All in all, I'm a little disappointed with the plot. It was too much that went by too quickly. An easy fix would have been to account for the other three gods, and stretch out the playtime by four, five or even six hours. There's a mountain of material to cover in Greek mythology, and plenty of loose ends still to be tied up.

And once the plot's done, the challenge mode is a joke. The Challenges have gotten progressively easier with each installment of Kratos' saga, and God of War III is no exception. While Challenge of the Gods could take up to three hours to complete, Challenge of the Titans could be done in one and the new Challenges of Olympus can be completed in a scant twenty to thirty minutes. If you managed to snag the Ultimate Edition, I suggest playing the Challenges of Exile for a real challenge. They'll definitely offer a few hours of play.

God of War III blows every other game out of the water in terms of its technical capabilities. While not always running in real-time, every single asset was in fact rendered using the in-game engine. This means that everything, from the massive level/character Titans to the gorgeous, jaw-dropping cutscenes use the game's engine and no CGI work done outside.

That's a bit impressive in and of itself, but to do that and have such a phenomenal look? That's simply astounding.

Forget Uncharted 2, Killzone 2, half-Life 2 and Crysis. None of them (well, maybe Uncharted 2) can hold a candle to God of War III. From impressive, luscious environments like Hades or Mount Olympus to details like the intestines hanging from a centaur's belly or the pores on Kratos' skin are rendered beautifully, and I had to change my pants at least once while playing the game in 1080i. God of War III is to HD gaming as Avatar was to 3D movie-watching.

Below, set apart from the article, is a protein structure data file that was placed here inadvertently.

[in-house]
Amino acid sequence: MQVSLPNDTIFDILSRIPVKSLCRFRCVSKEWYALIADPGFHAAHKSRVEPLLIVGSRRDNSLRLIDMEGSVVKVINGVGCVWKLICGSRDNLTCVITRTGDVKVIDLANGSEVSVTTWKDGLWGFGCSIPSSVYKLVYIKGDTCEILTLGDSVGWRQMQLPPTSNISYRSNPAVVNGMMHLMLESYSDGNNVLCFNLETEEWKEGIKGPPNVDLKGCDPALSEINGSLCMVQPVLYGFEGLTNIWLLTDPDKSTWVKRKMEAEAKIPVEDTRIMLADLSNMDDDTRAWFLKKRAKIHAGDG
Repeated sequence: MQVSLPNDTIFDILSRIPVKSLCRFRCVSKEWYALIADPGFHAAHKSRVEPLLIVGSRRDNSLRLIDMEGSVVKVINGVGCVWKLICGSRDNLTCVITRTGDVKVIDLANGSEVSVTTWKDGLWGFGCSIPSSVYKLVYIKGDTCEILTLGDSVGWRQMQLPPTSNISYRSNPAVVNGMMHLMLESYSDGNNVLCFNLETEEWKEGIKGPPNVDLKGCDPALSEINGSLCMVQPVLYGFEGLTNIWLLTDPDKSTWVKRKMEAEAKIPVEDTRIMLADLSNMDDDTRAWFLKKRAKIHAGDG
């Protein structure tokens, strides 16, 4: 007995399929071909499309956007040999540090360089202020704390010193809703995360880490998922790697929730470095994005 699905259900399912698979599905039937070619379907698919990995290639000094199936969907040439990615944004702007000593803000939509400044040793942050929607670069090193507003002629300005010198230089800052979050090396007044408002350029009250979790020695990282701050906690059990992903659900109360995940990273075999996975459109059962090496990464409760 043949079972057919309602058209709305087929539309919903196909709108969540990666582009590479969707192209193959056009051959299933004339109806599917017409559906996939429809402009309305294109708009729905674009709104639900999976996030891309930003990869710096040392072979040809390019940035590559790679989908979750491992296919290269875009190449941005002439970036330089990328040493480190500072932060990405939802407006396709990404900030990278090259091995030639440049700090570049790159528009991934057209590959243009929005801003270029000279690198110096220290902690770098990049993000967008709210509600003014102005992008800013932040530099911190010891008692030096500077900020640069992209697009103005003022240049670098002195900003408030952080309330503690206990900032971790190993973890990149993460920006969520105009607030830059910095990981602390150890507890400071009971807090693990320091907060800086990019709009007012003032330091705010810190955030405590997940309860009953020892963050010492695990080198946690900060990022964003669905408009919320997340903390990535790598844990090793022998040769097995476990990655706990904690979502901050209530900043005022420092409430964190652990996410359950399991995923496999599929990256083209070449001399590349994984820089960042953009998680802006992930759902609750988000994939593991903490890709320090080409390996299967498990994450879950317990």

And the sound - oh, the sound. Being the big spender I am, I took the liberty of buying the Ultimate Edition, and downloaded my soundtracks quickly. The audio score for these two is meteoric - sweepingly epic and introvertedly melancholy, the tracks will delight.

And the editing is fantastic - the music plays at exactly the right moments, and sound effects are varied and spot-on. Not only is it flawlessly done, but it appears to be done effortlessly so. The sound work in the game is completed masterfully, and the orchestral team at Santa Monica Studio (big shout-out to composers Gerard K. Marino, Ron Fish, Mike Reagan, Jeff Rona, and Cris Velasco) deserves a hearty round of applause for their work on not only God of War III's score, but on the first two games as well.

The trophy list in god of War III is rather similar to the list found in the God of War Collection. Many of the trophies can simply be achieved by playing through the game. There are a few challenging ones, such as completing the Labyrinth without dying or failing a puzzle, or the one that requires you to complete the game on Titan mode, but aside from those, you'll find yourself acquiring a high completion percentage without much effort. This is good and bad - you'll easily be able to platinum this fantastic game, but I would have liked more challenge from a title that was my inspiration in purchasing a PS3 in the first place.

Gameplay: 9/10 brilliant

Singleplayer: 8.5/10 superb

Multiplayer: N/A

Technical: 10/10 flawless

Overall: 9.16/10 brilliant

This is not the flawless title that everyone has been dreaming of and saying it is. It's far from perfect, with too many departures from God of War and even God of War II for it to even feel as though it's a true part of the series.

Despite that, it is still one of the best games money can buy. It will be remembered among the true giants of gaming, like the Uncharted, Resistance and Ratchet & Clank series, as well as the standalone success of inFamous and Killzone 2. Sony doesn't always hit gold with their exclusives, but in God of War III they have.

Again, it isn't the perfect game. It's a got a few issues and uncomfortable pieces, and the most hardcore God of War fans may find themselves a little disappointed. But the story was solid, if rushed, and whatever you say about other portions of the game, the graphics and sound are the best yet seen in a videogame. If Barlog had perhaps stayed on as director, or Asmussen hadn't departed quite so much from the art direction and feel of the first two games, this might have been simply the greatest game ever made. But it's a few shades shy of that glory, and that unfulfilled potential might be the greatest disappointment of all.